Slideshow - Victorian Hacking

This summer, David Mindell, a professor of the history of engineering at MIT, traveled to England to lead a tour of Victorian technology--a journey into the fantastical world of Watt, Babbage, Brunel, and other 19th-century hackers

1 min read

About the Author

David A. Mindell is a professor of the history of engineering and manufacturing at MIT. His research interests include the history of automation in the military, the history of electronics and computing, theories of engineering systems, deep-ocean robotic archaeology, and the history of space exploration. His most recent book is Digital Apollo: Human and Machine in Spaceflight (MIT Press, 2008).

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Self-Driving Cars Work Better With Smart Roads

Intelligent infrastructure makes autonomous driving safer and less expensive

9 min read
A photograph shows a single car headed toward the viewer on the rightmost lane of a three-lane road that is bounded by grassy parkways, one side of which is planted with trees. In the foreground a black vertical pole is topped by a crossbeam bearing various instruments.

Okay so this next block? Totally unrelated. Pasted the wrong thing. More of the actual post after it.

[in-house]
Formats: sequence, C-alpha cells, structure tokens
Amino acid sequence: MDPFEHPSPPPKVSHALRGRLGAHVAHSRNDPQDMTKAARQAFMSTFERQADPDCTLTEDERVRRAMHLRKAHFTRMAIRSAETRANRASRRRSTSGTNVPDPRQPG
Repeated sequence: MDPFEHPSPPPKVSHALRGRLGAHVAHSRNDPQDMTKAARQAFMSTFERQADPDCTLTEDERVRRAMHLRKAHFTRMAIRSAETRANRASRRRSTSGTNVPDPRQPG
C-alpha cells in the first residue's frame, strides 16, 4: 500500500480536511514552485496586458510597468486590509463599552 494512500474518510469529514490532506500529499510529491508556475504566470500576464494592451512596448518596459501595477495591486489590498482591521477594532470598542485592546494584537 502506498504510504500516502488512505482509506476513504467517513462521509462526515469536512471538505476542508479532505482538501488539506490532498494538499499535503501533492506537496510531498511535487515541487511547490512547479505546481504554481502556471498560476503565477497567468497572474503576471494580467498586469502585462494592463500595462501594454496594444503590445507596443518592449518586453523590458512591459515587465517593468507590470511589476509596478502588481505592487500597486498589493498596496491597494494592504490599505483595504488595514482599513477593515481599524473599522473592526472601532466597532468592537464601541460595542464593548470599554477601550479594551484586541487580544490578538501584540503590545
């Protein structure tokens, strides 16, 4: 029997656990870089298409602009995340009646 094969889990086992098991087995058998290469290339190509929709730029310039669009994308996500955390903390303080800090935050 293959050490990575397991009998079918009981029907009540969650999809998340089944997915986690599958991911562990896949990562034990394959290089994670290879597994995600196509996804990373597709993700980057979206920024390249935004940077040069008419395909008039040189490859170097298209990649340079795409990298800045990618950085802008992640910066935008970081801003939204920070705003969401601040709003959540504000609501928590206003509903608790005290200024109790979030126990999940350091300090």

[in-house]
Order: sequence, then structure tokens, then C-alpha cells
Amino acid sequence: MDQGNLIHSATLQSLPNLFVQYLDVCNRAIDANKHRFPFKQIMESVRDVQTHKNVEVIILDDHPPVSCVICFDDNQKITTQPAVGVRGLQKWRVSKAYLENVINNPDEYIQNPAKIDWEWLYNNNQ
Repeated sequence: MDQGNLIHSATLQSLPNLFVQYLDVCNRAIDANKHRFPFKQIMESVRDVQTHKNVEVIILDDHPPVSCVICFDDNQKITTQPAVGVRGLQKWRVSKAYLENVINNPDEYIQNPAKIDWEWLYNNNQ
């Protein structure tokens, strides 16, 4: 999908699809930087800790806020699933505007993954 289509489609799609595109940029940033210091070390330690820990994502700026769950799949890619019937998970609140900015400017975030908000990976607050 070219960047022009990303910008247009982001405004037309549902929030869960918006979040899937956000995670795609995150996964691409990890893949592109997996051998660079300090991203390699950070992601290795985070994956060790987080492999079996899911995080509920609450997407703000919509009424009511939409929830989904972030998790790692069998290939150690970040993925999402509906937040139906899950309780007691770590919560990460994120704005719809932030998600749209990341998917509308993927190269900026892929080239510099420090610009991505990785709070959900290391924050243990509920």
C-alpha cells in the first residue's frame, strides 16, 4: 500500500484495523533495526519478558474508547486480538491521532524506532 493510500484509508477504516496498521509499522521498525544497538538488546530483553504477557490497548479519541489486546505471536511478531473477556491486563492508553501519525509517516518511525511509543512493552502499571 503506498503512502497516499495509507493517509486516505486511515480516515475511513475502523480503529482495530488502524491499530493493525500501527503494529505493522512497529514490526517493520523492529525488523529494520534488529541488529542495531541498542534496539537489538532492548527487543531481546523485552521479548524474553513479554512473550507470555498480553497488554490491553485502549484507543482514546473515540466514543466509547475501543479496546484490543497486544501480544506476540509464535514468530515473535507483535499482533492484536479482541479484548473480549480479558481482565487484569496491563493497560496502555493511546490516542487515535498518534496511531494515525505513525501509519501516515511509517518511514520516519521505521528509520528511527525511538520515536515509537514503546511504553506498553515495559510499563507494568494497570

This test unit, in a suburb of Shanghai, detects and tracks traffic merging from a side road onto a major road, using a camera, a lidar, a radar, a communication unit, and a computer.

Shaoshan Liu

Enormous efforts have been made in the past two decades to create a car that can use sensors and artificial intelligence to model its environment and plot a safe driving path. Yet even today the technology works well only in areas like campuses, which have limited roads to map and minimal traffic to master. It still can’t manage busy, unfamiliar, or unpredictable roads. For now, at least, there is only so much sensory power and intelligence that can go into a car.

To solve this problem, we must turn it around: We must put more of the smarts into the infrastructure—we must make the road smart.

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